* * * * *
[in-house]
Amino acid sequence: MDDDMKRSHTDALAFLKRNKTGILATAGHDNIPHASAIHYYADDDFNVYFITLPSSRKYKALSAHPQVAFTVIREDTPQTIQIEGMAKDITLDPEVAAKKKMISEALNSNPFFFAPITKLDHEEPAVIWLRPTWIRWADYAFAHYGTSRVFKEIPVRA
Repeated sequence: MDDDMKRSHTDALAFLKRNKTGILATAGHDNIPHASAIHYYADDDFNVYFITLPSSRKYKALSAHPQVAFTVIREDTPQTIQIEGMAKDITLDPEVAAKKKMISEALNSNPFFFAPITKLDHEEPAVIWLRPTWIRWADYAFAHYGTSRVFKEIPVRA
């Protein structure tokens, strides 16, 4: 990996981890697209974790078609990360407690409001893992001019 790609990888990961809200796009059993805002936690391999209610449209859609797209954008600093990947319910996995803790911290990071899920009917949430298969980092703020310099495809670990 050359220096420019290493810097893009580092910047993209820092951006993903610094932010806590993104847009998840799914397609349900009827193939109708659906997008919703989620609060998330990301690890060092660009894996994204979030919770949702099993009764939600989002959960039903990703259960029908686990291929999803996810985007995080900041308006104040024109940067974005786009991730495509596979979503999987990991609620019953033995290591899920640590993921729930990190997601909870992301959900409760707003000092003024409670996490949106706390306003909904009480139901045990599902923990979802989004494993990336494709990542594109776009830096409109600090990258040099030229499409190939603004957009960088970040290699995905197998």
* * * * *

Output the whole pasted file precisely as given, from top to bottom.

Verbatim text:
[in-house]
Amino acid sequence: MDDDMKRSHTDALAFLKRNKTGILATAGHDNIPHASAIHYYADDDFNVYFITLPSSRKYKALSAHPQVAFTVIREDTPQTIQIEGMAKDITLDPEVAAKKKMISEALNSNPFFFAPITKLDHEEPAVIWLRPTWIRWADYAFAHYGTSRVFKEIPVRA
Repeated sequence: MDDDMKRSHTDALAFLKRNKTGILATAGHDNIPHASAIHYYADDDFNVYFITLPSSRKYKALSAHPQVAFTVIREDTPQTIQIEGMAKDITLDPEVAAKKKMISEALNSNPFFFAPITKLDHEEPAVIWLRPTWIRWADYAFAHYGTSRVFKEIPVRA
């Protein structure tokens, strides 16, 4: 990996981890697209974790078609990360407690409001893992001019 790609990888990961809200796009059993805002936690391999209610449209859609797209954008600093990947319910996995803790911290990071899920009917949430298969980092703020310099495809670990 050359220096420019290493810097893009580092910047993209820092951006993903610094932010806590993104847009998840799914397609349900009827193939109708659906997008919703989620609060998330990301690890060092660009894996994204979030919770949702099993009764939600989002959960039903990703259960029908686990291929999803996810985007995080900041308006104040024109940067974005786009991730495509596979979503999987990991609620019953033995290591899920640590993921729930990190997601909870992301959900409760707003000092003024409670996490949106706390306003909904009480139901045990599902923990979802989004494993990336494709990542594109776009830096409109600090990258040099030229499409190939603004957009960088970040290699995905197998």